A career in Unix: The best and the worst

water play courtney carmody
Credit: flickr / Courtney Carmod

Having spent more than 35 years working in the field of Unix systems administration, looking back practically requires a telescope, but the view is incredible. Would I do it all over again?

No. At least not in the same way. Here are my thoughts on the best and the worst of these years, the jobs that both moved me along in my career and made me happy (and those that didn't) and the factors that made the difference.

Before I get too far with this, some basic stats. In 37 years, I've had 11 jobs. That's only 3.36 years per job. The longest stint was 15 years, the shortest was well under a year. I was let go only once. The smallest had 3 employees and two contractors, the largest probably over 10,000. They ranged from the DC area to San Francisco. At some, I was the only sysadmin. At others, I worked in groups with 20 or more. Except for two positions, my salary went up. One of those was a favorite for some very good reasons (and probably worth the salary drop); the other was a cost-of-living cut.

Here are the factors that made the most difference to me.

Mattering

Of all the work I've done over the years, the one that I miss the most was one in which what I did every day seriously mattered. I was a Unix admin and managed a network of servers and workstations. My users were highly intelligent, dedicated analysts who helped to ensure that intelligent decisions were being made on a national level. At some other positions, I provided an environment that supported development of products that made a difference to many thousands of individuals (e.g., emergency communications), but was so remote from the end product that I never got a sense that I was contributing to something of great value.

Contributing to the bottom line is certainly something that matters. But for me (I'm something of an idealist), the stockholders' pocketbooks are less important than believing that the work that I'm doing actually has a positive impact on the way people live.

Scope

I mostly enjoyed working in positions where I wasn't a “single focus” individual, but had a wide range of responsibilities. Having a wide focus gave me a lot of variety in my day to day work, helped me to develop skills in a lot of different areas, and kept me in touch with my customer base.

The team

I generally prefer working in a small team of people who work together closely, passing the baton, comparing notes, making collective decisions about how to manage systems, etc. A small team can be a small group within a much larger staff, but I like being able to bounce my ideas off someone else, being able to delegate work when I need a break or change of focus, and the gradual buildup of best practices that naturally comes about when people have to pass the baton.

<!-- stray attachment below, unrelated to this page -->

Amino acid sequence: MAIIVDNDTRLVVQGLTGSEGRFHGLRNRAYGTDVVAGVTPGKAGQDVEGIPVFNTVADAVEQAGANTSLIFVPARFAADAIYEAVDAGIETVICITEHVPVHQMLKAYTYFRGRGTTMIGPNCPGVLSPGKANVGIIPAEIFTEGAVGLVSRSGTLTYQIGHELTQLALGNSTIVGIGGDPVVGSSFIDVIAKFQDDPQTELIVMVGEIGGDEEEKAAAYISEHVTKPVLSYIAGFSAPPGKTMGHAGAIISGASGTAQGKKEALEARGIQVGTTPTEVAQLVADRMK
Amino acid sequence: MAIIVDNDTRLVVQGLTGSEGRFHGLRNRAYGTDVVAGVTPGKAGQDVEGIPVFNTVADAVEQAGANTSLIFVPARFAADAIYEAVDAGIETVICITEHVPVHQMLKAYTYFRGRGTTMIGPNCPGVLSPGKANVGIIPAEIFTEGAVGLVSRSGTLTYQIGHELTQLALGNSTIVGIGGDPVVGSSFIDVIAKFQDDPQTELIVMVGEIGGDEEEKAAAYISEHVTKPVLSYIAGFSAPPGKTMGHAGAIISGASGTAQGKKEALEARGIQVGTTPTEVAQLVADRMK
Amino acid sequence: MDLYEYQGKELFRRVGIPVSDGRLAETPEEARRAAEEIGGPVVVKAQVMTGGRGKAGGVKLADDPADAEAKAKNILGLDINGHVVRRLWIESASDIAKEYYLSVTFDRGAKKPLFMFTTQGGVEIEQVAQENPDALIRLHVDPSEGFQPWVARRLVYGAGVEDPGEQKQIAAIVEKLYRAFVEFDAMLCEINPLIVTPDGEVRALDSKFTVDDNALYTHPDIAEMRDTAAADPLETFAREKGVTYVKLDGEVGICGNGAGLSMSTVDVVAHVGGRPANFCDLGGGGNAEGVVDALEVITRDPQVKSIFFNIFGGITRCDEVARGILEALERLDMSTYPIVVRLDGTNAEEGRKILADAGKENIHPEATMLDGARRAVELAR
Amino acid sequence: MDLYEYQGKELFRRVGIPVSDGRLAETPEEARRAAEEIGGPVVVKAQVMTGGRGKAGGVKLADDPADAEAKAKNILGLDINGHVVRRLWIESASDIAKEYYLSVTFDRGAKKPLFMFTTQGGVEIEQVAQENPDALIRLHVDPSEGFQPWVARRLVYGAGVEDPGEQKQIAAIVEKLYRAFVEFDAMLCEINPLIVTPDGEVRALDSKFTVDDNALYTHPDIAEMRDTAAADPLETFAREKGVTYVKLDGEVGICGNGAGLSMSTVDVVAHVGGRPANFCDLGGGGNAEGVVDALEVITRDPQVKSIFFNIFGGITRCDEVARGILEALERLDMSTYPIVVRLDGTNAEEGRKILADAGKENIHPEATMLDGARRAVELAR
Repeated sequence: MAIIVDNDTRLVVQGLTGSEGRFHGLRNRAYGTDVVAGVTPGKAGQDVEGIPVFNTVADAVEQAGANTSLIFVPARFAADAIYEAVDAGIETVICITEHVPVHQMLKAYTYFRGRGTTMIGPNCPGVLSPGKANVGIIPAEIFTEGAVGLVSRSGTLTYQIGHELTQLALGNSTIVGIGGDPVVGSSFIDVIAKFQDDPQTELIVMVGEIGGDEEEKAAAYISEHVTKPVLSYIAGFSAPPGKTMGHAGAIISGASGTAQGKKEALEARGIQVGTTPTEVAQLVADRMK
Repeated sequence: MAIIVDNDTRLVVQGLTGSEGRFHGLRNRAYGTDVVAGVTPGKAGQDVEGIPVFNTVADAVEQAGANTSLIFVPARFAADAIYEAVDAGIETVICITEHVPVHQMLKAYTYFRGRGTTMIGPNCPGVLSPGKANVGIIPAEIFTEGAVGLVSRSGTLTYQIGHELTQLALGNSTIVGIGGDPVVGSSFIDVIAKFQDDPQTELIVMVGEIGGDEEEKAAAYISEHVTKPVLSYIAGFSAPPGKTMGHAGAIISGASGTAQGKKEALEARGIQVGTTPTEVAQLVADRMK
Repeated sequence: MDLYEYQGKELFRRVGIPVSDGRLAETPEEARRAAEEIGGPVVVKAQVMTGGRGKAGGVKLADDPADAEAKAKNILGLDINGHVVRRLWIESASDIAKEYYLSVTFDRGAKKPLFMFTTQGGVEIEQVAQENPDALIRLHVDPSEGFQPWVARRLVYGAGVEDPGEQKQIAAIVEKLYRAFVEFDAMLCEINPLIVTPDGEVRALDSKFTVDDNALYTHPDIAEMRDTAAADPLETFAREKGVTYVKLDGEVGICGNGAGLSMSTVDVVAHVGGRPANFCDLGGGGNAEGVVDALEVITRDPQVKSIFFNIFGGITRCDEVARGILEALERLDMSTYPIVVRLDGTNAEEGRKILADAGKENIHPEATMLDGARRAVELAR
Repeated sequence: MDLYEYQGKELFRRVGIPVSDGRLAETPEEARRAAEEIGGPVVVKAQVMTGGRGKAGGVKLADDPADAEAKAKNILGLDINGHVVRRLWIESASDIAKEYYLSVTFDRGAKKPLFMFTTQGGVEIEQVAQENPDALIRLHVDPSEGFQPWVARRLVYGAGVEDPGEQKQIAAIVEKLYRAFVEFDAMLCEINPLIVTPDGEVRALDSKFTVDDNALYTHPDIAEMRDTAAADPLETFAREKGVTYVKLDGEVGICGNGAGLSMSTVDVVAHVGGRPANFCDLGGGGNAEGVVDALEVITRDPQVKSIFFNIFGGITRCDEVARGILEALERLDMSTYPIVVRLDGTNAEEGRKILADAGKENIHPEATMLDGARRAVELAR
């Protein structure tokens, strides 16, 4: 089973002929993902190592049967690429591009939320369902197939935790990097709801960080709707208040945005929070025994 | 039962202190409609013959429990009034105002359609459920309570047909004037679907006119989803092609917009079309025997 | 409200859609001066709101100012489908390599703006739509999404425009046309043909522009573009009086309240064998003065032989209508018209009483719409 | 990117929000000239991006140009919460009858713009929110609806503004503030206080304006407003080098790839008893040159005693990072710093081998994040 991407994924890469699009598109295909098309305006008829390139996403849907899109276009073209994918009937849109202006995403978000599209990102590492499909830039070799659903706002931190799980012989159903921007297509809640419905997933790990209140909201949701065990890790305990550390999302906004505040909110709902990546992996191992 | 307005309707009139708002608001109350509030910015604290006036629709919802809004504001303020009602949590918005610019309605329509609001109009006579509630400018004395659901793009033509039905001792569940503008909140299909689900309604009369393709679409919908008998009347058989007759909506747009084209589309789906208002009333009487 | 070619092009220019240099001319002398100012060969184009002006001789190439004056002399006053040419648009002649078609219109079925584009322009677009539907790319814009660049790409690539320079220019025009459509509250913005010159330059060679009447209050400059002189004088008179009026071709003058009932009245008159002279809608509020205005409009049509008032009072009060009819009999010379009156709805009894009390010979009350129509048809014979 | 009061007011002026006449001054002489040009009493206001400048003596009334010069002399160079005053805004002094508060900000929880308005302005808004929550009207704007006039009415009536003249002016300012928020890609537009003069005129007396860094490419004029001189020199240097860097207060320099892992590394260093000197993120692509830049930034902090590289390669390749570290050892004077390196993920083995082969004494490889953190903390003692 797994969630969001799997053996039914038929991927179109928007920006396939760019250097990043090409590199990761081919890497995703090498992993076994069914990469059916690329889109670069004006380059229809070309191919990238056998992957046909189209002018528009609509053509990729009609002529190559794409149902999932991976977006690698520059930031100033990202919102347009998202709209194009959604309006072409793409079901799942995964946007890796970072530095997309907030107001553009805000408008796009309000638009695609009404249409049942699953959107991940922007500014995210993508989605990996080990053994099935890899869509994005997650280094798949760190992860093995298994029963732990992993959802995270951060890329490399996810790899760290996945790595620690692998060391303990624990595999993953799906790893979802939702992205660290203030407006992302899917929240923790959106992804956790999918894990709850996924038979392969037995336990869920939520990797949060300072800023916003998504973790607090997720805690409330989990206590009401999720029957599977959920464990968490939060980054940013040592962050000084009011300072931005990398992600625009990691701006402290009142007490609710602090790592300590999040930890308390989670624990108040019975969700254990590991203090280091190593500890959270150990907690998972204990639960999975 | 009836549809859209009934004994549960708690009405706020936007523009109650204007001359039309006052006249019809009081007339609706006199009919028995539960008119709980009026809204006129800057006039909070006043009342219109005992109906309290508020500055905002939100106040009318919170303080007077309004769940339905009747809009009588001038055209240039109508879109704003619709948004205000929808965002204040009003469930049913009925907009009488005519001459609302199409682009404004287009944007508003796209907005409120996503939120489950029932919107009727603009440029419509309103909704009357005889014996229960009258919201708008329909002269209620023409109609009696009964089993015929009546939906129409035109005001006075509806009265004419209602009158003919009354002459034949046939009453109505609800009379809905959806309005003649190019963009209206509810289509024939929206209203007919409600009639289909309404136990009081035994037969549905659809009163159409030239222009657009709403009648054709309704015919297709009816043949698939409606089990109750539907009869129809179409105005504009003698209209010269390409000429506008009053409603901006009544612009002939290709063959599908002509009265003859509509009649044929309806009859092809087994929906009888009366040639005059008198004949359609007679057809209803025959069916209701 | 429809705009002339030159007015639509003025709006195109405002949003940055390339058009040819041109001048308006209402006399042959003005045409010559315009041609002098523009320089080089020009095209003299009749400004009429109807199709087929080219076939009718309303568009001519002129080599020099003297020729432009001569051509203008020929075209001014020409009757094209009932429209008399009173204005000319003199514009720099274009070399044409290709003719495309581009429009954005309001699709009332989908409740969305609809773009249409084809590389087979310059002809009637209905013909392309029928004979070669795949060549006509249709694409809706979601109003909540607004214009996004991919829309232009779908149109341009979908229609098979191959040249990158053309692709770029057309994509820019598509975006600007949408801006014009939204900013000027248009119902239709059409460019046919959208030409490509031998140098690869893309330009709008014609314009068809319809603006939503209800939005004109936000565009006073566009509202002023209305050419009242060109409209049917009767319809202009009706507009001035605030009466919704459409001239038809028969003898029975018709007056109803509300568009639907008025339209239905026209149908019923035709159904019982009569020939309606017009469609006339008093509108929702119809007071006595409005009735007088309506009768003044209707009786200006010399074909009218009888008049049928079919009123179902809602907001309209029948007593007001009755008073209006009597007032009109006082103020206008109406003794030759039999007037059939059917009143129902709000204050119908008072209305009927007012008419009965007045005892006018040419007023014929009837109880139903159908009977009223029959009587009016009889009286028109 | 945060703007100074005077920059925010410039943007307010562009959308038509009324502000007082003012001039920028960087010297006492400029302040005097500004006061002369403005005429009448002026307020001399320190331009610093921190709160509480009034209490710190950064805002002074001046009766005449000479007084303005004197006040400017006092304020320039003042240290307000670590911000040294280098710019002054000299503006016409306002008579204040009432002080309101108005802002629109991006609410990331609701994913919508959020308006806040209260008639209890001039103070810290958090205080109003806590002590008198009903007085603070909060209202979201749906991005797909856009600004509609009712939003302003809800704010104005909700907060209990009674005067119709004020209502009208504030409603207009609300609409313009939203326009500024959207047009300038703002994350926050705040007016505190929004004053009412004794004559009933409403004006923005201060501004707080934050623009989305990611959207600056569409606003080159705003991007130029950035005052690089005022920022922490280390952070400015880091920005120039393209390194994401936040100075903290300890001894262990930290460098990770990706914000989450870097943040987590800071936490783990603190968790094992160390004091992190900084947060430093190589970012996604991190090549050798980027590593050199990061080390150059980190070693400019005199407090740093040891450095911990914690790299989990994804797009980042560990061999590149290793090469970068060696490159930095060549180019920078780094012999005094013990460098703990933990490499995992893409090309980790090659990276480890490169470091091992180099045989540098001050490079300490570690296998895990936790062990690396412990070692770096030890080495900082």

In one job, I worked with an outstanding group of individuals, but my tasks were so separate from what the rest of the group was doing that I barely felt like part of the team and no one was there to back me up or play strategy volley ball with me. Being part of a team doesn't count too much if you're running around the field by yourself.

Environment

Some jobs allow you to live in an area that you love while others provide a work environment that is comfortable and enjoyable. One of the nicest places I've worked was the Johns Hopkins University main campus where I was the systems manager for the Physics and Astronomy Department. Sandwiched between people peering into subatomic particles and others trying to map the cosmos was truly exciting and the campus was lovely. The grad students who acted as my part-time assistants were brilliant and fun.

Skills and growth

One of the factors that has always stood out as an indication of a good position is the company's or organization's willingness to invest in staff skills. If you don't get to take a class or go to a professional conference every year or two, you're probably not being adequately valued. A good employer will care about their workers' skill development as well as their long-term prospects.

I'd go as far as to say that if you're not constantly acquiring new skills and putting them into practice, you're stagnating and wasting your time. You should always be learning something new. As a general guideline, I'd say that spending one quarter of your time in a growth area and the rest doing work that puts your existing skills to work is an ideal mix. Give yourself a chance to shine and a chance to grow.

Reaching outside

One of my best career moves was making a decision in the early 90's to start being active outside of the organization where I worked. I became active in the (now defunct) Sun User Group (SUG), served on the Board of Directors for two terms, and helped to organize a number of our conferences (which drew as many as 5,000 attendees). Being an active part of a professional technical organization gave me a great perspective on the technology, provided me with opportunities to meet some outstanding individuals and work with many others. Writing technical books and columns has also given me considerable exposure outside my employer's organization and helped me resist the idea that I am defined by my job. My long-term mantra has been “Don't let your employer be the only gauge of your professional value” has served me well.

Some of the best positions for me include working for the federal government (mattering, skills, and growth), Johns Hopkins University (scope and environment), and Web Publishing and E*Trade (Team). Some of these I wish I'd never left. I stayed at some other places far too long. But I've contributed to a lot of meaningful work getting done and, looking back, that feels pretty good.

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